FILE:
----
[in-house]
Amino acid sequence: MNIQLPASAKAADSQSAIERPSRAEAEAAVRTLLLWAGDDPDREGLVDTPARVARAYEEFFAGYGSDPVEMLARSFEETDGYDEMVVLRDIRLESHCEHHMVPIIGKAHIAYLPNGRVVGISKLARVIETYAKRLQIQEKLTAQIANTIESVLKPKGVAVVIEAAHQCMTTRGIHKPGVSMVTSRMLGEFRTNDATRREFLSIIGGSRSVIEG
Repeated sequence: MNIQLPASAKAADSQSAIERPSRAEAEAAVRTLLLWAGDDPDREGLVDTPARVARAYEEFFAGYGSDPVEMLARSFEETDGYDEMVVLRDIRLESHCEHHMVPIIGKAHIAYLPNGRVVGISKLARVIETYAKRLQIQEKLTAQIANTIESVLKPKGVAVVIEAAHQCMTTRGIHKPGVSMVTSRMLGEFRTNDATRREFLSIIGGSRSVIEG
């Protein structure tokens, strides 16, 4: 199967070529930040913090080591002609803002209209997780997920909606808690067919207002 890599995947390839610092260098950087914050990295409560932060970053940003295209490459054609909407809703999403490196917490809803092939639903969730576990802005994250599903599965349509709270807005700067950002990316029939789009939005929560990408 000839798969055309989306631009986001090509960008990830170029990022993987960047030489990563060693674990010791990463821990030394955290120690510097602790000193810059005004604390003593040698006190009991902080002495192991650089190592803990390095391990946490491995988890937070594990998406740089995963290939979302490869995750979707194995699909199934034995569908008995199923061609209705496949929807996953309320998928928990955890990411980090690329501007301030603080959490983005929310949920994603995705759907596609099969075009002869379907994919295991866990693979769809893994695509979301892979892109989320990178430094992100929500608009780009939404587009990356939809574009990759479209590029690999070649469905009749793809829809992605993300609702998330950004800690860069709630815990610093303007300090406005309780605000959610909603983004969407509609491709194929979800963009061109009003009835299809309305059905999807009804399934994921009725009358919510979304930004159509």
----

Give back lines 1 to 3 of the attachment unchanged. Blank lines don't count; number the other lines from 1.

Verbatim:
[in-house]
Amino acid sequence: MNIQLPASAKAADSQSAIERPSRAEAEAAVRTLLLWAGDDPDREGLVDTPARVARAYEEFFAGYGSDPVEMLARSFEETDGYDEMVVLRDIRLESHCEHHMVPIIGKAHIAYLPNGRVVGISKLARVIETYAKRLQIQEKLTAQIANTIESVLKPKGVAVVIEAAHQCMTTRGIHKPGVSMVTSRMLGEFRTNDATRREFLSIIGGSRSVIEG
Repeated sequence: MNIQLPASAKAADSQSAIERPSRAEAEAAVRTLLLWAGDDPDREGLVDTPARVARAYEEFFAGYGSDPVEMLARSFEETDGYDEMVVLRDIRLESHCEHHMVPIIGKAHIAYLPNGRVVGISKLARVIETYAKRLQIQEKLTAQIANTIESVLKPKGVAVVIEAAHQCMTTRGIHKPGVSMVTSRMLGEFRTNDATRREFLSIIGGSRSVIEG